In the progression of NAFLD from simple steatosis to NASH, it has been proposed that reactive oxygen species (ROS) play an important role. ROS are chemically reactive molecules containing oxygen, and common biological species include hydrogen peroxide (H2O2). ROS have been historically regarded as a toxic byproduct of living cells that induce inflammatory responses and pathological conditions. Accumulating evidence now indicates, however, that ROS, especially the relatively stable H2O2 molecule, can function as intracellular second messengers at normal physiological levels.[9, 10] The physiological role of ROS homeostasis in hepatocytes, however, is largely unknown.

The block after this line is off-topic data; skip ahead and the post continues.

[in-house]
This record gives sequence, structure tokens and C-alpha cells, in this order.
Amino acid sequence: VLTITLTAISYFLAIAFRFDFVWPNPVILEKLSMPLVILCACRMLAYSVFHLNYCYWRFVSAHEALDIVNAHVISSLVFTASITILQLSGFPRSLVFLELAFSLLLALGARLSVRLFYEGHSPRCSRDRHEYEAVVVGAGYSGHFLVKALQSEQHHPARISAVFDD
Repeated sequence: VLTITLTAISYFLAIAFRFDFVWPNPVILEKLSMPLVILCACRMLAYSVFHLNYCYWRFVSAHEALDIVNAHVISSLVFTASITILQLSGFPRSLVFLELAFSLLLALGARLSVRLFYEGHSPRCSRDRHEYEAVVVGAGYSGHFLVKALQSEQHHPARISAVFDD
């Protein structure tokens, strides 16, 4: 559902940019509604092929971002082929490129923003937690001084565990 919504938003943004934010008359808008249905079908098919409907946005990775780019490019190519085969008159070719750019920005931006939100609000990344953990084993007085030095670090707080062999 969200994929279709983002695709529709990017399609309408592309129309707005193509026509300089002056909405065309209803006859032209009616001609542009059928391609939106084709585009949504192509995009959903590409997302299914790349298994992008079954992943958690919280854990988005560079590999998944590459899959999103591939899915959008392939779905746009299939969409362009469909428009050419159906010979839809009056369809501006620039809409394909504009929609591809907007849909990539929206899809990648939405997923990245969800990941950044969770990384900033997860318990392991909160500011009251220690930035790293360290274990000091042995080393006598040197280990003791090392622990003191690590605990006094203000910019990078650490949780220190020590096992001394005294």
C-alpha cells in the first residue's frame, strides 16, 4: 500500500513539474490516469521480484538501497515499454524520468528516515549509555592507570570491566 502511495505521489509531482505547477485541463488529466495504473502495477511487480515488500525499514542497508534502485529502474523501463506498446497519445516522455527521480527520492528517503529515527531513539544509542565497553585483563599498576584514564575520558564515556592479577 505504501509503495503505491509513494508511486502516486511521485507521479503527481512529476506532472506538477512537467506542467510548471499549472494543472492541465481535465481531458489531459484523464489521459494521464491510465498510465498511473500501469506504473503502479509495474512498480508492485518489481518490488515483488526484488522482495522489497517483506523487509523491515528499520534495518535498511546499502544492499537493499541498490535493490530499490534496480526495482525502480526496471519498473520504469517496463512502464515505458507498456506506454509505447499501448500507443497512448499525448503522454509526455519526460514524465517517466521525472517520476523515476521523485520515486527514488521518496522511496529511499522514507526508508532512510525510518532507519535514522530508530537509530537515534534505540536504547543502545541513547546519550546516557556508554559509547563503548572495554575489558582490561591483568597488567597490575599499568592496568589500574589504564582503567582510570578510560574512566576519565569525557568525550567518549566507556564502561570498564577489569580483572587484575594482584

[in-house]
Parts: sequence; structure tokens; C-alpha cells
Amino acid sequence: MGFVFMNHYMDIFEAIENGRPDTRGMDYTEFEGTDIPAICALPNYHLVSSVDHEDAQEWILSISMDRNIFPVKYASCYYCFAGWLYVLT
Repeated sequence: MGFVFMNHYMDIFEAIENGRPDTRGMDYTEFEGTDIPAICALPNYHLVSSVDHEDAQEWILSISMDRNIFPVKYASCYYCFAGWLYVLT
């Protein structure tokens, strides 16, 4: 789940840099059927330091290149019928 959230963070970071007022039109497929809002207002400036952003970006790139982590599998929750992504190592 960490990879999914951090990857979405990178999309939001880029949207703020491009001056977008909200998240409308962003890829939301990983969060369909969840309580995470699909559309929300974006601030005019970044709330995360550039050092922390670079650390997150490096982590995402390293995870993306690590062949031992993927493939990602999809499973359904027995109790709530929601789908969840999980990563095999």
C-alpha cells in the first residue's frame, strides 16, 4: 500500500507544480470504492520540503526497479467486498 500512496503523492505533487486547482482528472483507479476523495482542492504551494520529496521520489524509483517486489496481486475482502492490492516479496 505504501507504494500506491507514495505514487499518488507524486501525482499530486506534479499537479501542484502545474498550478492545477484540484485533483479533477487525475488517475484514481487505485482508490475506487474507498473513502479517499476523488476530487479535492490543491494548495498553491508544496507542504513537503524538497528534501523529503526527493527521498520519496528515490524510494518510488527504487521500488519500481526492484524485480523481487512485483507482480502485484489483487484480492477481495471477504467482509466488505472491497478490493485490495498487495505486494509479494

In the cell, ROS can be generated in numerous biological reactions, primarily during mitochondrial metabolism and by ROS-generating enzymes, including the NOX family nicotinamide adenine dinucleotide phosphate (NADPH) oxidases. The NADPH oxidases are multiprotein complexes that generate ROS. The roles of NADPH oxidases have been best characterized in phagocytes; however, this complex is found in many other tissues, including the liver. The regulatory subunit of Nox1 and Nox2 NADPH oxidases is the small GTPase Rac1, a member of the Rho GTPase family that regulates a wide variety of cellular functions. Rac1 works as a molecular switch by cycling between inactive and active states; when guanosine diphosphate (GDP) is bound, Rac1 is inactive, while Rac1 is activated by guanosine triphosphate (GTP) exchange. Therefore, GTP-bound Rac1 is necessary for the activation of Nox1 and Nox2 NAPDH oxidases.